A different kind of jobs market
After all the talk about what happened in the 1980s, Wednesday's labour market figures, for many, will have felt like another blast from the past.
Though the claimant count fell slightly, employment is down - and the wider measure of joblessness rose 70,000 in the three months to February.
Most striking were the earnings figures. On average, weekly earnings (excluding bonuses) have risen by 1% in the past year - a cash increase of just £3 a week. That's the lowest percentage rise since comparable records began, in 2001.
By this measure, at least, the squeeze isn't "easing" at all. For many people it's actually getting worse.
But if you look at what's driving that 70,000 rise in joblessness, the picture is a little brighter - and a reflection of the different way that the labour market has operated in this recession, compared with either the 1980s or early 1990s.
When joblessness rose in those recessions, the number of people who were out of the labour market altogether - "economically inactive" - also went up. And stayed high. People stopped looking for work and often never got another job.
This time around, inactivity did rise when the recession started, but it's since come down dramatically, even as unemployment has stayed relatively high.
Some 57,000 of the latest rise in unemployment is due to a fall in economic inactivity. It's now at its lowest rate, as a share of the population, since 1991. It has fallen 285,000 in just the past 12 months.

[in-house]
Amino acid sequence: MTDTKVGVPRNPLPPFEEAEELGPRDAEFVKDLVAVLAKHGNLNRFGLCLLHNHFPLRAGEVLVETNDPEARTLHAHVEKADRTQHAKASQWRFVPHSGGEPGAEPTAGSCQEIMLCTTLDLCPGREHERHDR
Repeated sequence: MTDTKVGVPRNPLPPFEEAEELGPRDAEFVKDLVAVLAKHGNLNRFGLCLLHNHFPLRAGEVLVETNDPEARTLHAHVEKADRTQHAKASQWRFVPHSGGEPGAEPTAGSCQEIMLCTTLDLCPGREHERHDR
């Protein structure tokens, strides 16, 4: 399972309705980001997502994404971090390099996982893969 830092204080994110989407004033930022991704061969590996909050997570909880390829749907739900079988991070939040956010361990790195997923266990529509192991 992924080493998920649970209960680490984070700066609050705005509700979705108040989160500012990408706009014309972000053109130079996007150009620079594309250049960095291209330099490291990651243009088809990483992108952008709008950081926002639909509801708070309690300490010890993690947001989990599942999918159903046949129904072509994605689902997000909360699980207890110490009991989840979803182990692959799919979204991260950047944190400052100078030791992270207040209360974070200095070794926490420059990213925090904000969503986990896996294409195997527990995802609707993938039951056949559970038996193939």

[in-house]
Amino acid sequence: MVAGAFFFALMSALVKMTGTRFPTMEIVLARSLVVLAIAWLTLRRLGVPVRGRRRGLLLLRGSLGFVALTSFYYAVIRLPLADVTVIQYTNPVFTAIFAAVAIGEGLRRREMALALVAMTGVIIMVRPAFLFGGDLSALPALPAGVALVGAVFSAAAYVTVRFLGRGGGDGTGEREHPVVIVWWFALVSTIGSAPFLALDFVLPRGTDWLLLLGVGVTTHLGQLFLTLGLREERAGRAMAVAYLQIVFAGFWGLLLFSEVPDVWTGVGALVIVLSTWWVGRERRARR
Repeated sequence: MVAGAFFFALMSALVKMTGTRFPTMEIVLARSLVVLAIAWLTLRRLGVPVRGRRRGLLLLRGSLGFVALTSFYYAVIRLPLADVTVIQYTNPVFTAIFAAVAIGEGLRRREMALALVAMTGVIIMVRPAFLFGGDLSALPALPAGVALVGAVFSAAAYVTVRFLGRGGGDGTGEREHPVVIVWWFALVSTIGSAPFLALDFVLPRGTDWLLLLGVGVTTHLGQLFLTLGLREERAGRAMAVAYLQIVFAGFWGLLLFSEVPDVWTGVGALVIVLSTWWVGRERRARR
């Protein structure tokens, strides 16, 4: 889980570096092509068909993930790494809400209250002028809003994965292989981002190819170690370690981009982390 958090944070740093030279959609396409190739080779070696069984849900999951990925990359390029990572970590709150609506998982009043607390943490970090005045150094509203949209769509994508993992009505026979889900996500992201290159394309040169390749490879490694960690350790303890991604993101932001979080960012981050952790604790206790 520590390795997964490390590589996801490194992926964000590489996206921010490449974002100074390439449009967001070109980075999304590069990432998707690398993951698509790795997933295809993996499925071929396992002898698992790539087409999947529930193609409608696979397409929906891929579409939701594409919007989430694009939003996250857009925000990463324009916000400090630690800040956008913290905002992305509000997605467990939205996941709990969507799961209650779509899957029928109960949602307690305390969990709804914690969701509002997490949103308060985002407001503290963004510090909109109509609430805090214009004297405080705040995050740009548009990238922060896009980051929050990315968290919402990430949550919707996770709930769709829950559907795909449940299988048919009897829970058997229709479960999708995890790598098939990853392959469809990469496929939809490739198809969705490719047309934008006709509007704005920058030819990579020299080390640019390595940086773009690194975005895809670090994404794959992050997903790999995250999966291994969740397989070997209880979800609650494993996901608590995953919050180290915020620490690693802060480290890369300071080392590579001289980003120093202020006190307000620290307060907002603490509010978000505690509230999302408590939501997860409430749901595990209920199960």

What's driving that change? Some 109,000 of that 285,000 fall is due to a a smaller number claiming to be retired - the squeeze in pension pay-outs must be playing a role in that.
But you can see government policy at work here too.
The number who are economically inactive because they are "long-term sick" has fallen 101,000 in the past year. And the number who say they don't want work because they're caring for family (mostly women) is down by more than 40,000.
Long-term, economists would say it will pay dividends to the economy to have people more connected to the labour market during this period, though for some of the "newly active", life might not feel very different.
Either way, this is probably one occasion where government ministers are willing to admit that they have helped boost the ranks of the unemployed.
In a flat economy, the message of today's numbers is that the jobs market is starting to look rather flat as well. But a more encouraging one is that things are still very different from the 1980s.